"With the new scoring system, the winning taekwondo athlete needs to have good height, flexibility, power, stamina, concentration, as well as many other attributes. Before matches, it is important to strengthen your posterior thigh muscles and your calves. Being able to generate power from the abdominal muscles and lumbar muscles is also important."
Tae-Hun Kim competes in Olympic taekwondo sparring, representing his home country of South Korea. He was named as a World Champion in 2015.
"You need to have a strong kick and to be able to defend yourself well. You also need to have strong legs and a tight core. If you're weak, then you can lose matches by losing your balance when you get kicked."
Dae-Hoon Lee competes in Olympic taekwondo sparring, representing his home country of South Korea. He took silver at the London event in 2012.
"I cannot imagine life without taekwondo. I feel badly if I don't practice it, even for a few days. I think my life would be empty. I think I would feel unhappy. I'm proud to be Turkish, and it's a wonderful honor and a great feeling to represent my country. The first thing we do when we enter our training session is greet our flag. This is how we show that we fight for our country and for our sense of nationalism. It's very special."
Kubra Dagli represented her home team of Turkey in international taekwondo forms (poomsae) competition, taking gold. She is well-known for paying tribute to her Turkish customs, including the traditional wearing of a hijab. A hijab is a cloth head covering worn in public by some Muslim women.
"The girl I fight: I've fought her a lot of times, and I beat her every time, but it always goes to the wire. I didn't want this to be the time where she just beat me, so I felt a lot of pressure going into it. In the end, I thought, you know, I'm just going to give it everything and see what I can do."
Jade Jones took the gold medal in the women's -57kg at the Rio Olympics, representing her home team of Great Britain in taekwondo sparring. Increased pressure on the day of the tournament is something a lot of athletes face. Proper preparation both mentally and physically can help buffer this. Having a strong support network helps too.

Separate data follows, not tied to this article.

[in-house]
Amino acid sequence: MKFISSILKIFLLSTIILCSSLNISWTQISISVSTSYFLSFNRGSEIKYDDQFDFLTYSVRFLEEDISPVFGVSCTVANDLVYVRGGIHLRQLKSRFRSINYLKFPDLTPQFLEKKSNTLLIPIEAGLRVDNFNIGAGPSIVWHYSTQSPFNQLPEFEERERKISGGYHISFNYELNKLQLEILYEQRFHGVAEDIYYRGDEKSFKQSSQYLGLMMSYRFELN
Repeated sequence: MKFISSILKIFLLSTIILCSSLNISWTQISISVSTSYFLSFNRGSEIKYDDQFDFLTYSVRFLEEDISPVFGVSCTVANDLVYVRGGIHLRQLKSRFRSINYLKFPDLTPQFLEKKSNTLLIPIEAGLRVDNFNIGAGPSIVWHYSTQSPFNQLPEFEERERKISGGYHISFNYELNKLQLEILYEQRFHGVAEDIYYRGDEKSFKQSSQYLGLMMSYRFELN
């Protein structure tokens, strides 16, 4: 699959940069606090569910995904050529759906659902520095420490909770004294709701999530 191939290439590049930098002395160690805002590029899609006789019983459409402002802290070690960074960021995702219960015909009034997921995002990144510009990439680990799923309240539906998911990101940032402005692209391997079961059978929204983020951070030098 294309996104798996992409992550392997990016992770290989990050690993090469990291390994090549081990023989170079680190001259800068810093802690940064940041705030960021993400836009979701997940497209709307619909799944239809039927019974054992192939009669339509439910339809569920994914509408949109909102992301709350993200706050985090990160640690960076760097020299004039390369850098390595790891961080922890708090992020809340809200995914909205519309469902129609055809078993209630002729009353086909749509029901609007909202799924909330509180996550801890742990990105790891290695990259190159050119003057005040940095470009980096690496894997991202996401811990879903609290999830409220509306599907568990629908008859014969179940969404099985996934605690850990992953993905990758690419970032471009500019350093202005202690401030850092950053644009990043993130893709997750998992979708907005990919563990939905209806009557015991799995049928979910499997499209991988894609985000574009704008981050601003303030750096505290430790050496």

"I went up against this really tough opponent. I was behind with 20 seconds to go, and he picked me off as I went in. The first two rounds were really close. I ended the second round, going into the third round, at a tied score of 8-8. It was very close up until the last 20 seconds, where he got two points and the score went up to 11-9, which meant I had to chase. Then, he just picked me off towards the end. My opponent ended up getting a silver medal, so who knows what could have happened."
Jacob Barnett competes at an international level, representing his home team of Great Britain in taekwondo sparring. He is most known for his video logs which tend to cater to a teenage audience.
"After a victory at Abidjan Grand Prix final, I felt really happy and quite emotional actually. I didn't expect that I'd be this emotional until I got back home. I found it difficult actually- I found the whole day quite difficult. I had really good opponents, and they were really trying to beat me. They put a lot of pressure on me, and I wasn't doing that well today as myself. They pushed me to the limit. It was really good competition, with really good fights, and hopefully I can just go out and do even better."
Bianca Walkden represented her home team of Great Britain (UK) in international taekwondo sparring competition. She competes at events such as the WTF Grand Prix and the WTF Grand Slam.